a totally hopeless undertaking, are you going to turn it into a hopeful
[Pochinok] The job, of course, is not a matter of money -- my pay is
currently R2 million. I hope that under the new edict it will be just over
R5 million.
There is a pinch of ambition, of course, but only a pinch. The most
important thing is that now there is a chance to make the financial system
I am perfectly well aware that you will not earn any popularity or win
any awards in this position -- that is natural. In any country the tax
service is not particularly loved, since it takes people's money away. If
the budget is short of money they get the tax service on the job!
We are in bad shape [my krayniye], but we now have a chance to restore
some order. Ultimately, after all, it is nicer to live in a country where
everything as regards tax is understandable and simple.
[Podymov] Not so long ago you promised to fire the oblast
administration chief who collected the least tax. Whose name is on the
[Pochinok] The order has not been drawn up yet. This report was
about encouraging the best and punishing the worst. There are 11
candidates for encouragement. On the other hand, there is a group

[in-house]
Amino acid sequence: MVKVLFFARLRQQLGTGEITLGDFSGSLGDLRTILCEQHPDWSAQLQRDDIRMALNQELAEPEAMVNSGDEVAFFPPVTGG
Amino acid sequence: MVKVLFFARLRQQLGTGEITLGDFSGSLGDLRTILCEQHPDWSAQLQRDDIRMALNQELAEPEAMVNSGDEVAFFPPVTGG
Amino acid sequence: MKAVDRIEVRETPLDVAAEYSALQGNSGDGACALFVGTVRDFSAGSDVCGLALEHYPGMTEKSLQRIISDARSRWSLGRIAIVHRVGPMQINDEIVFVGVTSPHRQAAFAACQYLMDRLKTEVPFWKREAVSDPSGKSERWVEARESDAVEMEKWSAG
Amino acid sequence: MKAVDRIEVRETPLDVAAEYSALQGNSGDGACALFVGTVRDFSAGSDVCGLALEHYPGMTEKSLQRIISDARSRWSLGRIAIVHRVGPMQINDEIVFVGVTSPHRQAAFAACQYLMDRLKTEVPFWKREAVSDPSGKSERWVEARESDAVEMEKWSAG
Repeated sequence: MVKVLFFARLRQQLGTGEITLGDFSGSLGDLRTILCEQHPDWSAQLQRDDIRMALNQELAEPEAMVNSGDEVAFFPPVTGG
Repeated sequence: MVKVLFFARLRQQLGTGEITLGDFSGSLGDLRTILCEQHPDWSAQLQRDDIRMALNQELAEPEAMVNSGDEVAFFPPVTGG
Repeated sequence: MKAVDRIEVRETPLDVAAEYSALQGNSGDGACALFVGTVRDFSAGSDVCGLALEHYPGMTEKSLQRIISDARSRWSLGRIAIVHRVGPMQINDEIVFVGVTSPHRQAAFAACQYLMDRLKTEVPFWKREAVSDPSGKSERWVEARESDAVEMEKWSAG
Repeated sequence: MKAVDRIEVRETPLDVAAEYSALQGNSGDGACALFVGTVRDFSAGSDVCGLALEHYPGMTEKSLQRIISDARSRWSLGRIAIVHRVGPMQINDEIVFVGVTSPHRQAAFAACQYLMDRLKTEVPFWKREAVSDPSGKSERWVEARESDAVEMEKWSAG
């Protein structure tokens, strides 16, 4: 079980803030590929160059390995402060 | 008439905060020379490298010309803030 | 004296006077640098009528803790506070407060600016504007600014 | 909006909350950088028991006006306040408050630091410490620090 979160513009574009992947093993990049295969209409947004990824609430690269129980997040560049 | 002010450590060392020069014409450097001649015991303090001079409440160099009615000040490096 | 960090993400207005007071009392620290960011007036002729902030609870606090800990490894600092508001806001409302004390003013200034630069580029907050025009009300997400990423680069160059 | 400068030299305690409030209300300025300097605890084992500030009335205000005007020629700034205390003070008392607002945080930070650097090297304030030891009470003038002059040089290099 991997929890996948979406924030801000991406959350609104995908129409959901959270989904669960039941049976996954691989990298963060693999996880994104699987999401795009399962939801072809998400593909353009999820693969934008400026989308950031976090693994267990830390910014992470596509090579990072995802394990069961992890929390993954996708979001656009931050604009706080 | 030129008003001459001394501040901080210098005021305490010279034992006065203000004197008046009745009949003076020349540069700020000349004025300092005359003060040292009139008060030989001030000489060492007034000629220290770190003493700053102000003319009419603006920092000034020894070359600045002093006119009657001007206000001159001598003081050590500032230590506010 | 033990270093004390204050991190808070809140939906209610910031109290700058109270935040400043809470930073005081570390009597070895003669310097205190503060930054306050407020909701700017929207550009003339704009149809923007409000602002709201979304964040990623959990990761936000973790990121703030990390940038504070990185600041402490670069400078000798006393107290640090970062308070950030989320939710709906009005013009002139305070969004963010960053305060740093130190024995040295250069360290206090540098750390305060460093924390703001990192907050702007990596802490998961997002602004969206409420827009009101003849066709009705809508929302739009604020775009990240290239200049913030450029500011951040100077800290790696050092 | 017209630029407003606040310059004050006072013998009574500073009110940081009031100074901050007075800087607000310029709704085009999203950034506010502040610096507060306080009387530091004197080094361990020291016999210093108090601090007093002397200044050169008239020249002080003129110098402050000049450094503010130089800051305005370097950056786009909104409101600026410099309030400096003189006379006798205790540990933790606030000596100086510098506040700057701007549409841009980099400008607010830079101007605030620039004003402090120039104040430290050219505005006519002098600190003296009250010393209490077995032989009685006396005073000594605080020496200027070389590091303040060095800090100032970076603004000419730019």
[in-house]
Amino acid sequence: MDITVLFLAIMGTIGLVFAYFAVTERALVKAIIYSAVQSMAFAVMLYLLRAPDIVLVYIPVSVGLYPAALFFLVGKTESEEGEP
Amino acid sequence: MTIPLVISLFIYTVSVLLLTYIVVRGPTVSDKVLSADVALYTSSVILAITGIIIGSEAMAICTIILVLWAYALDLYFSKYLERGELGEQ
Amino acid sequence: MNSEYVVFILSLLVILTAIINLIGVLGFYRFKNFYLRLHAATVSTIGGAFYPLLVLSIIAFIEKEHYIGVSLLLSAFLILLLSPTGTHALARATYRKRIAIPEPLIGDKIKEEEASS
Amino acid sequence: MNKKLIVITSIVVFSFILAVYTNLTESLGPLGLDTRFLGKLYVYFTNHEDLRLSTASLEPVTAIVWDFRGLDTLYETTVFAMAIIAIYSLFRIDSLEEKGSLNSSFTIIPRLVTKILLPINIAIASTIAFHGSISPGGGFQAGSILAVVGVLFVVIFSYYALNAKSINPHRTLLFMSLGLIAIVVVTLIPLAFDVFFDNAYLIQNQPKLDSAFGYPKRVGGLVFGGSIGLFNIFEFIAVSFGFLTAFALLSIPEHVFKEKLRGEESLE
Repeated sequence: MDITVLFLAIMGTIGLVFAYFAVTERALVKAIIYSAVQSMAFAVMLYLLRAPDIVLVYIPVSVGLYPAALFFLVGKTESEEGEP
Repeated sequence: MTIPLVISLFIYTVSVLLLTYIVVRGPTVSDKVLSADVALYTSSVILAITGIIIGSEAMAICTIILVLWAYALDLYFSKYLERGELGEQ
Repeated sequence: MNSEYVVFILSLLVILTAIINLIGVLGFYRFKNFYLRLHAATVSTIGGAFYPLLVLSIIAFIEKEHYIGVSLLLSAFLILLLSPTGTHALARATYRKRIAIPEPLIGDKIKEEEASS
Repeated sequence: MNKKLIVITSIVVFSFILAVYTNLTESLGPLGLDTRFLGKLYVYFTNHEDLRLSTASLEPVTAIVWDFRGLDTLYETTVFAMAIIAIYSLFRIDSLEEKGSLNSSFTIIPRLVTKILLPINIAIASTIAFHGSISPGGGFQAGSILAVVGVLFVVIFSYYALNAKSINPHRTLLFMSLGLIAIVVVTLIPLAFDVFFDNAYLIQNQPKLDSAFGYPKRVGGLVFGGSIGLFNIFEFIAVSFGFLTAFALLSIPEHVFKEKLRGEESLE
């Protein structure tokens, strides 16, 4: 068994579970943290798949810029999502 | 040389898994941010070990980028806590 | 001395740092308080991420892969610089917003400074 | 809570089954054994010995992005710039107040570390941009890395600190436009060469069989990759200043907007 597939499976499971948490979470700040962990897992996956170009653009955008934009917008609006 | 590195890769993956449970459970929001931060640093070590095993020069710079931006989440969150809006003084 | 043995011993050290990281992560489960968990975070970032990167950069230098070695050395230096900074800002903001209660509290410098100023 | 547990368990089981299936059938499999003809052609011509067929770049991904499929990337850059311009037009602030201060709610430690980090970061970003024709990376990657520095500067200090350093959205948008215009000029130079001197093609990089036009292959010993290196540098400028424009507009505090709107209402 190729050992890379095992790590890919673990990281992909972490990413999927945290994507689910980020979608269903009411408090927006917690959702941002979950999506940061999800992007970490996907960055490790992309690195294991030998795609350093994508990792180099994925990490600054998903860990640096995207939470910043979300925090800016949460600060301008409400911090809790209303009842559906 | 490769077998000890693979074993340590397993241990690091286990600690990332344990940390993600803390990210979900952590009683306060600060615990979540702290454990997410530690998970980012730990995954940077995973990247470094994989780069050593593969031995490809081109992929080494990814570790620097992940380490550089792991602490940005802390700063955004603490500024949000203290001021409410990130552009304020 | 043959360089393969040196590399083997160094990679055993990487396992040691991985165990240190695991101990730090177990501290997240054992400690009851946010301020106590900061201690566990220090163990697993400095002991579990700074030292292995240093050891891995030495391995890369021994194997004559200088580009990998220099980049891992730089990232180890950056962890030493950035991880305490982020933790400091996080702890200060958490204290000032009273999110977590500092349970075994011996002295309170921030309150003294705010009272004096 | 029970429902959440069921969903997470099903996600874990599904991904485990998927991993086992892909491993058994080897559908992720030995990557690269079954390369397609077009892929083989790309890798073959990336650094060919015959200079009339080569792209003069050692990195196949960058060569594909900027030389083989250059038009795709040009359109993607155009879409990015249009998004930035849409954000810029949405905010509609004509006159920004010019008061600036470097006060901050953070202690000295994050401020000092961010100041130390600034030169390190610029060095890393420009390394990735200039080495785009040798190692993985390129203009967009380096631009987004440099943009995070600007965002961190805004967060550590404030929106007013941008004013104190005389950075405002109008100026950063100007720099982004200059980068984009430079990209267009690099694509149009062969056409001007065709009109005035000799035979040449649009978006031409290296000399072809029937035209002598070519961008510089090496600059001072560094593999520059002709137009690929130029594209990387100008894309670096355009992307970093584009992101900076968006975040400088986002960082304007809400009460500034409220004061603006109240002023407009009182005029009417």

comprising the worst performers. There are 11 territories. Unfortunately,
one of the leaders will have to go. Taymyr has a very good chance, things
are very bad in Chukotka, in Ivanovo and Omsk Oblasts, in North Ossetia,
the Koryak Autonomous Okrug, and in a few other regions. We will be
objectively selecting the worst performer from among those.


Statute on President's Representatives Eyed 

Rossiyskiye Vesti 
July 15, 1997
[translation for personal use only]
Report by Lyubov Tsukanova on statement by Anton Fedorov, chief of the
Russian Federation President's Administration for Coordinating the
Activities of the Head of State's Plenipotentiary Representatives in the
Russian Federation Regions: "'Sovereign's Eyes' Will Be Sharp. President
Reinforces Institution of His Regional Representatives"

Boris Yeltsin issued an edict 9 July ratifying the new Statute on the
Russian Federation President's Plenipotentiary Representatives in the
Russian Federation Regions. The current statute, the fourth since the
institution of the representative was created, develops the ideas expressed
in the president's 1997 message on expanding the role of the head of
state's regional representatives with a view to more effectively protecting
general state interests throughout the country's territory, guaranteeing a
single legal area, and pursuing a "single policy in spheres assigned to the
Russian Federation's control."
Anton Fedorov, chief of the Russian Federation President's
Administration for Coordinating the Activities of the Head of State's
Plenipotentiary Representatives in the Russian Federation Regions, comments
on the new tasks of the "sovereign's men" in the regions for Rossiyskiye
The new statute really does not differ so radically from the previous